Overtime work can increase the risk of diabetes in women

    Abdulaziz Sobh


    Working overtime can help you pay your salary and help you in the office, but a new study suggests that women who register too many hours may have an increased risk of diabetes.

    Researchers in Canada discovered that a woman who worked overtime increased her risk of diabetes and published her findings in the British Medical Journal Diabetes Research and Care on Monday.

    Using medical records, the researchers analyzed the risk of developing diabetes in more than 7,000 men and women between 35 and 74 years of age who worked different numbers of hours per week.

    They found that one in 10 people in the study developed diabetes, particularly if they were men, older and obese. Although women were generally less likely to develop diabetes than men, this is the interesting part: women who worked overtime, or more than 45 hours per week, were 62 percent more likely to develop diabetes than women who worked overtime. They worked regular hours.

    This is especially surprising given that the risk actually decreased in men who work long hours.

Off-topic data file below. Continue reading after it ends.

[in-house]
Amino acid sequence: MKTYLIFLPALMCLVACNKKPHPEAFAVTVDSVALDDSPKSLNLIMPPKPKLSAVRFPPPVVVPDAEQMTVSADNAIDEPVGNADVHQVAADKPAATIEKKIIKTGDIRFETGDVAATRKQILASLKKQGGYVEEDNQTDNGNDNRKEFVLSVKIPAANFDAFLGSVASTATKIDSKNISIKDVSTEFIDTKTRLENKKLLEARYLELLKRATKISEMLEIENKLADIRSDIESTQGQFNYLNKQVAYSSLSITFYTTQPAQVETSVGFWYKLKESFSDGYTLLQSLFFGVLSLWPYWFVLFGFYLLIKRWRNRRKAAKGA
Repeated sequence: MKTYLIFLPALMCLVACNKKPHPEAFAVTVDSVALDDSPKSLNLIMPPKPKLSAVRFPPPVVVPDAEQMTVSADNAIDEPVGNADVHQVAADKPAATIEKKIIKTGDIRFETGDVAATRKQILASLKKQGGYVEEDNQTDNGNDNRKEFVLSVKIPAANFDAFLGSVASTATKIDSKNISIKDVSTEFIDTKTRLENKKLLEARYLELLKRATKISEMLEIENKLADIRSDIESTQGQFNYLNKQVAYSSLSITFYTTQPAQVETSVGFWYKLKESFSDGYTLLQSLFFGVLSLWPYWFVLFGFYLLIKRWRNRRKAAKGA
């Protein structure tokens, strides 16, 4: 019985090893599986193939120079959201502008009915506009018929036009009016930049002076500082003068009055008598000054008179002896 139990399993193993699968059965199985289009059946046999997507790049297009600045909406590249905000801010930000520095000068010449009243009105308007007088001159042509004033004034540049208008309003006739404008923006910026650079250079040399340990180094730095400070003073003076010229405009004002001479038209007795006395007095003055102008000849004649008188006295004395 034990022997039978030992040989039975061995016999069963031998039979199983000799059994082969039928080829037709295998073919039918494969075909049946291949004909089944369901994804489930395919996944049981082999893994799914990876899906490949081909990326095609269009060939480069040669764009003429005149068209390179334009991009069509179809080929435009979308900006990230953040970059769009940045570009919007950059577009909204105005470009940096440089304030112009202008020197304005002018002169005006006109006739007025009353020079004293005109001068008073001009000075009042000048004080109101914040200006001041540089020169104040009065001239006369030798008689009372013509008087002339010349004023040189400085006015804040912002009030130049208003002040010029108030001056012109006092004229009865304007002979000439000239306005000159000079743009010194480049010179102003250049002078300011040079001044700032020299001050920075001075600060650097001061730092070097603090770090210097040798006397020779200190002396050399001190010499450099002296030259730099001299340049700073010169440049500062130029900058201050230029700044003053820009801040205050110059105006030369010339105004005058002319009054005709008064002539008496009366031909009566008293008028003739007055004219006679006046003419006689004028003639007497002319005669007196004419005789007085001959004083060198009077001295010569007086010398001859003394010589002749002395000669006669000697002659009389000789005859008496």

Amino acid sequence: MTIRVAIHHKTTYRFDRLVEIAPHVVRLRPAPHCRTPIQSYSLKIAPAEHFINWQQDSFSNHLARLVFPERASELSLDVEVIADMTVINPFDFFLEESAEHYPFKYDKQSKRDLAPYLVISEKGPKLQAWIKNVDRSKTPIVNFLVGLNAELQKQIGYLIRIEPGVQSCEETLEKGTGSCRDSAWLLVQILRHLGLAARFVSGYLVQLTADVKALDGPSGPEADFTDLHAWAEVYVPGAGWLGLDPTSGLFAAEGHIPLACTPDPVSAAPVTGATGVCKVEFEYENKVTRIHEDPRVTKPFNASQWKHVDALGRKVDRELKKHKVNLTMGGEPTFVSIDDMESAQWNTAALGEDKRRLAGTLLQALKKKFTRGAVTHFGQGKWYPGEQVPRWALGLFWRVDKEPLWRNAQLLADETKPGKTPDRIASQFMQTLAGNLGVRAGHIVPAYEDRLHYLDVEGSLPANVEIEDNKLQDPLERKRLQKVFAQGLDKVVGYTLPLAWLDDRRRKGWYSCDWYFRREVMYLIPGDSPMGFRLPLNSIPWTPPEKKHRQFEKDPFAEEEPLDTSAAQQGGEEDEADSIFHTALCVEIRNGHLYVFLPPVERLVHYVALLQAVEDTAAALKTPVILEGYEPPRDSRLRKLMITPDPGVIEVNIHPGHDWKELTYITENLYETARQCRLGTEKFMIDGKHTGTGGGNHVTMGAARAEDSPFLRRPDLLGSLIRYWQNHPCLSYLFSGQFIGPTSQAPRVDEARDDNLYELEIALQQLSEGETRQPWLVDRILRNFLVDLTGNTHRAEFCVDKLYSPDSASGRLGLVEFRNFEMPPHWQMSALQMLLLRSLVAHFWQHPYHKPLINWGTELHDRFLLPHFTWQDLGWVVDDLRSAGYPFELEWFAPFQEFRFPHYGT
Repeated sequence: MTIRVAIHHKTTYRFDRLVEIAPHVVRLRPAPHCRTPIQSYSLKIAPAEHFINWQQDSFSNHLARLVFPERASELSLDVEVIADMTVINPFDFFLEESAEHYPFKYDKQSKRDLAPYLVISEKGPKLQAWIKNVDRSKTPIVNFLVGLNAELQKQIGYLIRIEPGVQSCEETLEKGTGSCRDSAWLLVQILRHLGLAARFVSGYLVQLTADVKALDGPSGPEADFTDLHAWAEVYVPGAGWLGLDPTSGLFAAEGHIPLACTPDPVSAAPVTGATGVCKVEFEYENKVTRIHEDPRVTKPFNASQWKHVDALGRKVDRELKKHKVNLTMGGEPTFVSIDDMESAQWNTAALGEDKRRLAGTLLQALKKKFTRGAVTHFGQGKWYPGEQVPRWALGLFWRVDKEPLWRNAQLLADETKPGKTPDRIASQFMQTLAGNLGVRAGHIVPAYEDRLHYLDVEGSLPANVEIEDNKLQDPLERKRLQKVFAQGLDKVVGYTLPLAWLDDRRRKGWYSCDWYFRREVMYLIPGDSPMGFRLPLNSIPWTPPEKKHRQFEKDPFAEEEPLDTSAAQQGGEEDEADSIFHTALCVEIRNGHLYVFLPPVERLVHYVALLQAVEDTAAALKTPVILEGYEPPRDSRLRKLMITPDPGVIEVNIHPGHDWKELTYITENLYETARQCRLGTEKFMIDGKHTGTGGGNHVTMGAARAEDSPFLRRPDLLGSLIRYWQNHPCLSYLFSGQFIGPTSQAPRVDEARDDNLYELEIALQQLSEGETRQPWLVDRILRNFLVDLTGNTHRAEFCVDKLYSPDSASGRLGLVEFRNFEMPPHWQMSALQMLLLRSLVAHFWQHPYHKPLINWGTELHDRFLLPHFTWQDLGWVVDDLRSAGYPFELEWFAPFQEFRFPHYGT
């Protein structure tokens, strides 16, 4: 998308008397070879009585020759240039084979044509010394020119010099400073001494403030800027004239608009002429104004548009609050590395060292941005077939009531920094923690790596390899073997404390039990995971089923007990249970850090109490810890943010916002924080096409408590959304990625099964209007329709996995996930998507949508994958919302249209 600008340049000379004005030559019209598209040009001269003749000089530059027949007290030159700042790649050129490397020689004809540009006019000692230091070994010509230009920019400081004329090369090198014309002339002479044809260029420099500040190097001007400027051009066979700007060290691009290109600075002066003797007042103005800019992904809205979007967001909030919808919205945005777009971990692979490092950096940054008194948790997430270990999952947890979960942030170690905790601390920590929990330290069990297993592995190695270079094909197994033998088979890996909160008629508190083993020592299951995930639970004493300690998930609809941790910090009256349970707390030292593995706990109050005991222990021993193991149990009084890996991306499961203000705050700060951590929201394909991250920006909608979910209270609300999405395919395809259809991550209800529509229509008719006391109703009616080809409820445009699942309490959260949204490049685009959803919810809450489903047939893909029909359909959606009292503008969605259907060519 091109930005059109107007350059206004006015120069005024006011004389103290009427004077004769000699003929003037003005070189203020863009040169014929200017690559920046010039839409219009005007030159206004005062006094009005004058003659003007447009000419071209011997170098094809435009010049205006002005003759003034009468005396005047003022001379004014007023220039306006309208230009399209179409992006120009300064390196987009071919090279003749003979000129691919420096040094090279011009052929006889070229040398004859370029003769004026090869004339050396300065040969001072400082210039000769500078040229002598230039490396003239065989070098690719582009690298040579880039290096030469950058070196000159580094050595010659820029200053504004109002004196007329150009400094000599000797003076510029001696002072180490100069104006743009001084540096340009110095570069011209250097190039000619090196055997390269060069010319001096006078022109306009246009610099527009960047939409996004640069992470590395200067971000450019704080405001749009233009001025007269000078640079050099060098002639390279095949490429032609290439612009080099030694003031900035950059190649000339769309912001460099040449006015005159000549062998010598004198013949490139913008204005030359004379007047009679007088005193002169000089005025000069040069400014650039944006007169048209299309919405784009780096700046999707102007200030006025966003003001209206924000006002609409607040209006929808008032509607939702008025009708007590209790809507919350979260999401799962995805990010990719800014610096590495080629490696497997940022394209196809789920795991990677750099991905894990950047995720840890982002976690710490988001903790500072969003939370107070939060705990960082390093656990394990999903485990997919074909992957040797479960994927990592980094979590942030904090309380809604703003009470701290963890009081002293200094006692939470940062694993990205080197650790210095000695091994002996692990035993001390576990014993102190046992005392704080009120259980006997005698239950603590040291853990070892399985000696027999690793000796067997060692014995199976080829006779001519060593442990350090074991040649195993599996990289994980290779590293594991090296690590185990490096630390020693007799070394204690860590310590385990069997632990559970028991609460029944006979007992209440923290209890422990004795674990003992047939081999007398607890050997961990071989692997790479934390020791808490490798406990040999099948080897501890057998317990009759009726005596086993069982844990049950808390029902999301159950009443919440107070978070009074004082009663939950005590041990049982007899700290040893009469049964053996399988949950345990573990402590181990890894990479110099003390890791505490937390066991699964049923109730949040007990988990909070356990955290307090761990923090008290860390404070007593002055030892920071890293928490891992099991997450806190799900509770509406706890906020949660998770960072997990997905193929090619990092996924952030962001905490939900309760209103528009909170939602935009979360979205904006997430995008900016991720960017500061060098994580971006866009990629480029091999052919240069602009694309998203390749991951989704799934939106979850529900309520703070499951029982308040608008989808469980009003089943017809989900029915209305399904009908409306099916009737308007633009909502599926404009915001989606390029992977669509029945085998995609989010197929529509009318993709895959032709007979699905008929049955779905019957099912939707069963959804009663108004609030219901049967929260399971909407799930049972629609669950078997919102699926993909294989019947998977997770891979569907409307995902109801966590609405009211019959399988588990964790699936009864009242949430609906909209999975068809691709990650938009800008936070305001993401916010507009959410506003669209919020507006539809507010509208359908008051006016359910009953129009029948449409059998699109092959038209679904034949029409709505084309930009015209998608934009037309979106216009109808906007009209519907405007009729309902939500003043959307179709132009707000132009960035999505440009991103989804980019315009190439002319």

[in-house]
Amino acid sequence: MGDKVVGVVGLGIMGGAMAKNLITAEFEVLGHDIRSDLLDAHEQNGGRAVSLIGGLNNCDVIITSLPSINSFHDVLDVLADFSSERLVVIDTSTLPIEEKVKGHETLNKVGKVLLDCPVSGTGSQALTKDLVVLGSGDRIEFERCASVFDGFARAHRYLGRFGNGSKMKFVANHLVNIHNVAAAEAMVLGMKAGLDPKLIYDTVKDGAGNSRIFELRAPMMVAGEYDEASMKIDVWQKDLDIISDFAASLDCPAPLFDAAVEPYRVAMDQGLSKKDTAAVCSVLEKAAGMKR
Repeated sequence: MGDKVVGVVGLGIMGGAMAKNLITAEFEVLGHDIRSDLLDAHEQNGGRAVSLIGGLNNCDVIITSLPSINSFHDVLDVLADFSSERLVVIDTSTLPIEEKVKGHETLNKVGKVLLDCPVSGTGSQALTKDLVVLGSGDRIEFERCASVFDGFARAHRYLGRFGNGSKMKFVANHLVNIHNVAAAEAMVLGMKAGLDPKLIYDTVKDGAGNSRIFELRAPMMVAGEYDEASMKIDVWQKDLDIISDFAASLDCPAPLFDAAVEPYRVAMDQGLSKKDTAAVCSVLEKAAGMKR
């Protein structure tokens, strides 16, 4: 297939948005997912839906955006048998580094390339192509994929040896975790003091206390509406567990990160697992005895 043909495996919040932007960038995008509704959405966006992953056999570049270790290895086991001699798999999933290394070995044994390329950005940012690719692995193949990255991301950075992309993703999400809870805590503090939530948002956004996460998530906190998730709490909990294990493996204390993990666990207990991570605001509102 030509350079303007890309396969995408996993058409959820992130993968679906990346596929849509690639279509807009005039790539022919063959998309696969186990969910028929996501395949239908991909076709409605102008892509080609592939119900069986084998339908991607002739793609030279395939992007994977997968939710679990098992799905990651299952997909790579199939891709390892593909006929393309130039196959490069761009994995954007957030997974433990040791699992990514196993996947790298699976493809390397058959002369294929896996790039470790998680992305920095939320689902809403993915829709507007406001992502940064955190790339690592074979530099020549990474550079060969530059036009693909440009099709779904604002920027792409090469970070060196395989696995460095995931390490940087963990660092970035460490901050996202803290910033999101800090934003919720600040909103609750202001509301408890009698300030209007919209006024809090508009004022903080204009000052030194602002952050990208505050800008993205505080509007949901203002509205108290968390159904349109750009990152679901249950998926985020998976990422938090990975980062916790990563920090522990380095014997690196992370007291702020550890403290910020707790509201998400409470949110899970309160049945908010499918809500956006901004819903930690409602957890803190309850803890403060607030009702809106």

"The difference in paid and unpaid hours for men and women is probably the reason," Dr. Mahée Gilbert-Ouimet, the study's lead researcher, told ABC News. "Women tend to do twice as much unpaid work, such as housework and other family tasks."

    All this can contribute to the increase of stress hormones, which affect the control of blood sugar.

    But women: all is not lost.

    If you can not afford to work fewer hours to meet the traditional 40-hour work week, there are other steps you can take to reduce the risk. The researchers stressed to ABC News that talking with their doctor about more frequent diabetes exams and increasing good habits that help maintain good general health (such as exercising, not smoking, consuming moderate alcohol, sleeping well and eating healthy) are good places to start.

    In addition, women should recognize that it is okay to ask for help for other activities that are not done at work, including family and family responsibilities if they are the main ones that do it.


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